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In Taking Lives, Angelina Jolie gets to indulge her weird side. As you watch Jolie portray Illeana Scott, an FBI profiler with “uncanny abilities,” you can’t help but get the feeling that it was her idea to have her character knock boots on a pile of bloodied-corpse photos, say, or to be introduced lying in a grave—to which one of Scott’s cynical new partners responds, “You gotta be fucking kidding me.” Alas, nobody’s kidding anyone in this holey whodunit, the cornily stylized second offering from The Salton Sea director D.J. Caruso. Taking Lives is a sexed-up version of a Michael Pye novel that shares the movie’s name but not its lead character: Scott is a complete invention, though the movie turns on her intuitiveness, solitary lifestyle, and the rest of her…well, “abilities.” Scott is met with skepticism by the Québecois cops she’s called upon to help with a Montreal homicide investigation. But she proves indispensable when a skittish witness, James Costa (Ethan Hawke), agrees to continue cooperating with the police in hopes of getting some special attention from the special agent. Though Taking Lives does an adequate job of keeping you guessing until the end, the movie is dominated by cheap scares, faux suspense, and too many random close-ups—of a martini glass, for instance, or a pair of birds—meant to serve as creepy testaments to Scott’s powers of observation. Hawke is a girlish source of comic relief as sensitive artist Costa, though that same quality makes the pivotal sexual tension between Costa and Scott rather unbelievable. Jolie, meanwhile, seems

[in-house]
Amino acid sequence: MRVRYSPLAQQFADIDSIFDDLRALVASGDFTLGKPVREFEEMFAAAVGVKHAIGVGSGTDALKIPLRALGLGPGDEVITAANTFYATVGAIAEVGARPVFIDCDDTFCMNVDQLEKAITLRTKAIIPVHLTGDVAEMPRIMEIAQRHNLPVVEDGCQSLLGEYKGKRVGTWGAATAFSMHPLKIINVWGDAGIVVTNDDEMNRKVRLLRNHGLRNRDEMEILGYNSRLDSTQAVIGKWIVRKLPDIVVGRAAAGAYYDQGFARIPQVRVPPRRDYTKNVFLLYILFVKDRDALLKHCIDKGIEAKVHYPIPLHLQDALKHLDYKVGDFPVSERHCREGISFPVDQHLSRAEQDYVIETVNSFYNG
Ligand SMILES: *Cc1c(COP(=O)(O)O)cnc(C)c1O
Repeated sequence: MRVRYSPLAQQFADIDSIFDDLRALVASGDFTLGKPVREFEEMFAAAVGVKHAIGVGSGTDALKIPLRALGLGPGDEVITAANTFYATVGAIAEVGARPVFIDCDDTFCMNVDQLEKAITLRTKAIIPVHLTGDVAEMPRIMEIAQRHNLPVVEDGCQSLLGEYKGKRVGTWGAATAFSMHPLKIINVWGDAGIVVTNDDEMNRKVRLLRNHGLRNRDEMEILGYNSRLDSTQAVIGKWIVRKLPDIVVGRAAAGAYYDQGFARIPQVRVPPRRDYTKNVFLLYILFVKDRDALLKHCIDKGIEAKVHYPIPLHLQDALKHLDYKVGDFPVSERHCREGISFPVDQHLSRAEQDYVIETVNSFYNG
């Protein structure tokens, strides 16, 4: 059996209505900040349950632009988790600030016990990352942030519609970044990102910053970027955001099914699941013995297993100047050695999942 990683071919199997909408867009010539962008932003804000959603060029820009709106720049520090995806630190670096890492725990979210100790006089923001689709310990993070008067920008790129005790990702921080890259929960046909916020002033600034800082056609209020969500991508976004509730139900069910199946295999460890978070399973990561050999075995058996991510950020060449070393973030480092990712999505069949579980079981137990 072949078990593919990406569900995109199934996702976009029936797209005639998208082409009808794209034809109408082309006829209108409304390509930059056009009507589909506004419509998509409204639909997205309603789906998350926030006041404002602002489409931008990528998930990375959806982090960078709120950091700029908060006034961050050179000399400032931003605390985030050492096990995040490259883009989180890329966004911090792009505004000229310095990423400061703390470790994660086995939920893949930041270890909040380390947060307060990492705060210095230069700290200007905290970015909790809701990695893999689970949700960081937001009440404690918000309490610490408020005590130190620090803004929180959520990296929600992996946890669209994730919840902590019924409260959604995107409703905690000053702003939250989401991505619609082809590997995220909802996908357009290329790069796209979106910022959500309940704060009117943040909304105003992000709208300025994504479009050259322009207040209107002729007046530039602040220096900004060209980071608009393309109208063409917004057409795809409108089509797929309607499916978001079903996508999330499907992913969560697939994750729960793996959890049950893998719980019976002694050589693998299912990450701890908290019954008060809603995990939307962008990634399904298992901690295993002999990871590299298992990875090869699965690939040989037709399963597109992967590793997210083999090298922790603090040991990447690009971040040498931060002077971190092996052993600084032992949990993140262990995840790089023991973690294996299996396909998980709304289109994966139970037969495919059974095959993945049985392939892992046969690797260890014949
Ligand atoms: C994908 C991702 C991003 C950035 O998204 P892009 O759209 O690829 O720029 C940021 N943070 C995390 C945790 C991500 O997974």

custom-made to play the twisted tough gal in a movie full of gruesome imagery—Caruso’s also generous with shots of long-dead victims—but her character’s dark side isn’t explored deeply enough to draw your interest past her pillowy pout. Faces both beautiful and beastly, in fact, make the strongest impressions here. If a thriller is to be judged on its ability to keep you up after you turn out the lights, Taking Lives might just be considered a success. —Tricia Olszewski